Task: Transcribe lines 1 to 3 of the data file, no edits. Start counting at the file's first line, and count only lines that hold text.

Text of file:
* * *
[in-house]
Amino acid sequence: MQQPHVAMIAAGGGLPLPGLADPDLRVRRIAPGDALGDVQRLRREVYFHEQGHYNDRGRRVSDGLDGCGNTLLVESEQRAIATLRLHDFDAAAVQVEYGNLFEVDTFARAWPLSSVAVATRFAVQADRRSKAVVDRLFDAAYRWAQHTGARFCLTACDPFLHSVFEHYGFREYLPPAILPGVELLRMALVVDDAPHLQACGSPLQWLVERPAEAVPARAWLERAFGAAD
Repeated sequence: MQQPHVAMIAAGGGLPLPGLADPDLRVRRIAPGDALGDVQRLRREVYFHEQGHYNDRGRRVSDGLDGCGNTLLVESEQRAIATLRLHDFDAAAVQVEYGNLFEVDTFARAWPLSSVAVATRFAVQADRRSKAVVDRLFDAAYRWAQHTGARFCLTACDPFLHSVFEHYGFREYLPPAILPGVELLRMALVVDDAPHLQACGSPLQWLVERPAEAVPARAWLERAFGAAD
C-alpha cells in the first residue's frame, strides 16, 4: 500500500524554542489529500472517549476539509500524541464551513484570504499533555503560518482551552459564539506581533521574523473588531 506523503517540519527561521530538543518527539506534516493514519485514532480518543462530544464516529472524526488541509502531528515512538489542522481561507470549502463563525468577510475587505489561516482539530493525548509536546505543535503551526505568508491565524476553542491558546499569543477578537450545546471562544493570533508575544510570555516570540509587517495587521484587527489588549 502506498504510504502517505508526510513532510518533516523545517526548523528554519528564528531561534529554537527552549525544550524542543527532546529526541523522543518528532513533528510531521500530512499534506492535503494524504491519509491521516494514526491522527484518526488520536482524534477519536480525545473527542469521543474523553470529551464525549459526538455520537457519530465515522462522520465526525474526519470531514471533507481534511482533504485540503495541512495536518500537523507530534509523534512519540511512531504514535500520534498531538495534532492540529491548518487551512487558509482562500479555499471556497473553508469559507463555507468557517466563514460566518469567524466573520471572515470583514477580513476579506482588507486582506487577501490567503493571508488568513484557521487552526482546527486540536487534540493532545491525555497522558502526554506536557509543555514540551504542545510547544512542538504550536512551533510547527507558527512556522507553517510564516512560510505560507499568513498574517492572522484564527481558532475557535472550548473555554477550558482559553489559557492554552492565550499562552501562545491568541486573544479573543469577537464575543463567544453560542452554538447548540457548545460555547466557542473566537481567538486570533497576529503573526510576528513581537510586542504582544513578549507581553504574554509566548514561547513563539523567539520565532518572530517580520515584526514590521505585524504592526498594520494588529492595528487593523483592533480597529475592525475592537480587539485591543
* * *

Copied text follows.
[in-house]
Amino acid sequence: MQQPHVAMIAAGGGLPLPGLADPDLRVRRIAPGDALGDVQRLRREVYFHEQGHYNDRGRRVSDGLDGCGNTLLVESEQRAIATLRLHDFDAAAVQVEYGNLFEVDTFARAWPLSSVAVATRFAVQADRRSKAVVDRLFDAAYRWAQHTGARFCLTACDPFLHSVFEHYGFREYLPPAILPGVELLRMALVVDDAPHLQACGSPLQWLVERPAEAVPARAWLERAFGAAD
Repeated sequence: MQQPHVAMIAAGGGLPLPGLADPDLRVRRIAPGDALGDVQRLRREVYFHEQGHYNDRGRRVSDGLDGCGNTLLVESEQRAIATLRLHDFDAAAVQVEYGNLFEVDTFARAWPLSSVAVATRFAVQADRRSKAVVDRLFDAAYRWAQHTGARFCLTACDPFLHSVFEHYGFREYLPPAILPGVELLRMALVVDDAPHLQACGSPLQWLVERPAEAVPARAWLERAFGAAD